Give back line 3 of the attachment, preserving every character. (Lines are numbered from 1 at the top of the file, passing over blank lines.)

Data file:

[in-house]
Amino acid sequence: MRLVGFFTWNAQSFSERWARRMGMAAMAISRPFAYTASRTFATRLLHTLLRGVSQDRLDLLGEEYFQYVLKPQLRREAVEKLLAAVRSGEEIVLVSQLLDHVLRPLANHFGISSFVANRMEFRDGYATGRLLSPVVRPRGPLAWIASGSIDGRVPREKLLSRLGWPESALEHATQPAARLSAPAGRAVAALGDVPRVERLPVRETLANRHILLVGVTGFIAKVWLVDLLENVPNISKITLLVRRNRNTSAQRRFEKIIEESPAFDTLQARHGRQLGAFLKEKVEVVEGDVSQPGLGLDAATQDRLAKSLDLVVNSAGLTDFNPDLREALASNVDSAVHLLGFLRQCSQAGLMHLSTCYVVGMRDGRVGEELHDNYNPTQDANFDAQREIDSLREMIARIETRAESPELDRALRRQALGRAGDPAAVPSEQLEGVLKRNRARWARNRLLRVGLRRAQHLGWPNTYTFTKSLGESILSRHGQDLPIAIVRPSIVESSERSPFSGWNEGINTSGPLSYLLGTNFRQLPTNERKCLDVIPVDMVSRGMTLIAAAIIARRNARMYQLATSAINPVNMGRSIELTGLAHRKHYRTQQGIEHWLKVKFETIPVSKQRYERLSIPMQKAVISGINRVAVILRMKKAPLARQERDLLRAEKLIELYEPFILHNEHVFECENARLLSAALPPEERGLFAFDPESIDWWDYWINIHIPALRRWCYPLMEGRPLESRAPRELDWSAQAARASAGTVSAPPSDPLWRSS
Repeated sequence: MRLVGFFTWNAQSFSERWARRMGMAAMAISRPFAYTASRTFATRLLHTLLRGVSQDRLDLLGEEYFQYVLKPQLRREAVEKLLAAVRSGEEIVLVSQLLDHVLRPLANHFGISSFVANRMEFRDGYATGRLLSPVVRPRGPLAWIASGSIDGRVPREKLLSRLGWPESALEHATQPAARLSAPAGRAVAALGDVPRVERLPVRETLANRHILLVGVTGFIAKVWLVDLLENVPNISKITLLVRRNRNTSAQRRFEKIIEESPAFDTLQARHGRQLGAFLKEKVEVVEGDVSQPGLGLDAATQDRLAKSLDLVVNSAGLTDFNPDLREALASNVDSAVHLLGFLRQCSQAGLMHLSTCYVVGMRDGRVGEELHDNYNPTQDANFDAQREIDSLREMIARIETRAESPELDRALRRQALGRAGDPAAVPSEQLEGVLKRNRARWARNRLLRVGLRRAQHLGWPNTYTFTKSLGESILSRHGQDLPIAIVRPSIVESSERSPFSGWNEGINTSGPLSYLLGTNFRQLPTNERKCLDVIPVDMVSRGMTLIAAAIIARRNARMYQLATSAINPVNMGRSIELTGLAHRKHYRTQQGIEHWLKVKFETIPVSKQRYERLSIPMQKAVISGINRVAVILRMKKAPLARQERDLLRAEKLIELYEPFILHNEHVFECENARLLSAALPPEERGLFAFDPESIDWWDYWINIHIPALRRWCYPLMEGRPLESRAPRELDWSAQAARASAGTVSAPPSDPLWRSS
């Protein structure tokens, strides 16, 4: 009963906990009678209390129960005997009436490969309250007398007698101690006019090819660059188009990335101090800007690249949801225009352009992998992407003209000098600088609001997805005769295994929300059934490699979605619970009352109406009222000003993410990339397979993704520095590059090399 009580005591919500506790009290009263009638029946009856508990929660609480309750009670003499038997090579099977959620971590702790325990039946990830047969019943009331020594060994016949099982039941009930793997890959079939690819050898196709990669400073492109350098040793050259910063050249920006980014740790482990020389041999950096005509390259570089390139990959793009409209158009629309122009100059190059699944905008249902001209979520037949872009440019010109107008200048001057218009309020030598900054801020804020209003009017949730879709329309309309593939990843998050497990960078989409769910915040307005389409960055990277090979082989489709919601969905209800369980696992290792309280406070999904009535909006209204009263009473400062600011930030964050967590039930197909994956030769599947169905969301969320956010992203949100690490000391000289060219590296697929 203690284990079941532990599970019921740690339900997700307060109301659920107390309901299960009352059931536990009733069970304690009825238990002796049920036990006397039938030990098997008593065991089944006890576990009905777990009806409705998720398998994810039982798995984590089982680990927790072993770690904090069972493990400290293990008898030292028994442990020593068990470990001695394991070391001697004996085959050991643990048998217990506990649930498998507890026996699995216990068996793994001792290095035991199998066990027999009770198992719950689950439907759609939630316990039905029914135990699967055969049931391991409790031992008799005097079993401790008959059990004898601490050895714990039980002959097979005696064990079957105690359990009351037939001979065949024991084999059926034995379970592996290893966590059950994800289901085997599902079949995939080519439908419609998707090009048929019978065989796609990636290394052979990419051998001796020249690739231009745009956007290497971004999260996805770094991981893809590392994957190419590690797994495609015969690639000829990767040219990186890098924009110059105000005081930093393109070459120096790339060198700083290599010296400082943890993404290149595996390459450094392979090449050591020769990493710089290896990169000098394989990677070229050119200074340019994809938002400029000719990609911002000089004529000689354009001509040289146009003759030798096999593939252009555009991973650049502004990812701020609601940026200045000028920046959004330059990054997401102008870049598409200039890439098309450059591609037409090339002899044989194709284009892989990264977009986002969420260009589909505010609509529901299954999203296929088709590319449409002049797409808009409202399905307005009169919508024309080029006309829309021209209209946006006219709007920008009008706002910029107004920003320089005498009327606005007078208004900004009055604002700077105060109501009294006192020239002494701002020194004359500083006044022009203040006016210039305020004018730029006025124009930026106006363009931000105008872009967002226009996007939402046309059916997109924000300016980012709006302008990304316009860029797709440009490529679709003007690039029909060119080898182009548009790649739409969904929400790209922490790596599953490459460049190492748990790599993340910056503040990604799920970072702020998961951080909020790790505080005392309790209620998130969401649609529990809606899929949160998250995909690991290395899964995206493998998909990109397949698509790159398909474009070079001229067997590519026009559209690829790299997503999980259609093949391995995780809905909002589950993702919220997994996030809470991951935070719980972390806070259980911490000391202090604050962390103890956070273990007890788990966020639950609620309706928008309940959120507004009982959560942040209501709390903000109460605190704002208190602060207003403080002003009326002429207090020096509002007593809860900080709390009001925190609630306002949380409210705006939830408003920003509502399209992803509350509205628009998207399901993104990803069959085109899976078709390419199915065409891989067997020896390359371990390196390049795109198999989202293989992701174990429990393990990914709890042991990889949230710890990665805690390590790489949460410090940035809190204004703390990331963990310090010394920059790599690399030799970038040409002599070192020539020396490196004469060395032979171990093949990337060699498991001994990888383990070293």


Repeated sequence: MRLVGFFTWNAQSFSERWARRMGMAAMAISRPFAYTASRTFATRLLHTLLRGVSQDRLDLLGEEYFQYVLKPQLRREAVEKLLAAVRSGEEIVLVSQLLDHVLRPLANHFGISSFVANRMEFRDGYATGRLLSPVVRPRGPLAWIASGSIDGRVPREKLLSRLGWPESALEHATQPAARLSAPAGRAVAALGDVPRVERLPVRETLANRHILLVGVTGFIAKVWLVDLLENVPNISKITLLVRRNRNTSAQRRFEKIIEESPAFDTLQARHGRQLGAFLKEKVEVVEGDVSQPGLGLDAATQDRLAKSLDLVVNSAGLTDFNPDLREALASNVDSAVHLLGFLRQCSQAGLMHLSTCYVVGMRDGRVGEELHDNYNPTQDANFDAQREIDSLREMIARIETRAESPELDRALRRQALGRAGDPAAVPSEQLEGVLKRNRARWARNRLLRVGLRRAQHLGWPNTYTFTKSLGESILSRHGQDLPIAIVRPSIVESSERSPFSGWNEGINTSGPLSYLLGTNFRQLPTNERKCLDVIPVDMVSRGMTLIAAAIIARRNARMYQLATSAINPVNMGRSIELTGLAHRKHYRTQQGIEHWLKVKFETIPVSKQRYERLSIPMQKAVISGINRVAVILRMKKAPLARQERDLLRAEKLIELYEPFILHNEHVFECENARLLSAALPPEERGLFAFDPESIDWWDYWINIHIPALRRWCYPLMEGRPLESRAPRELDWSAQAARASAGTVSAPPSDPLWRSS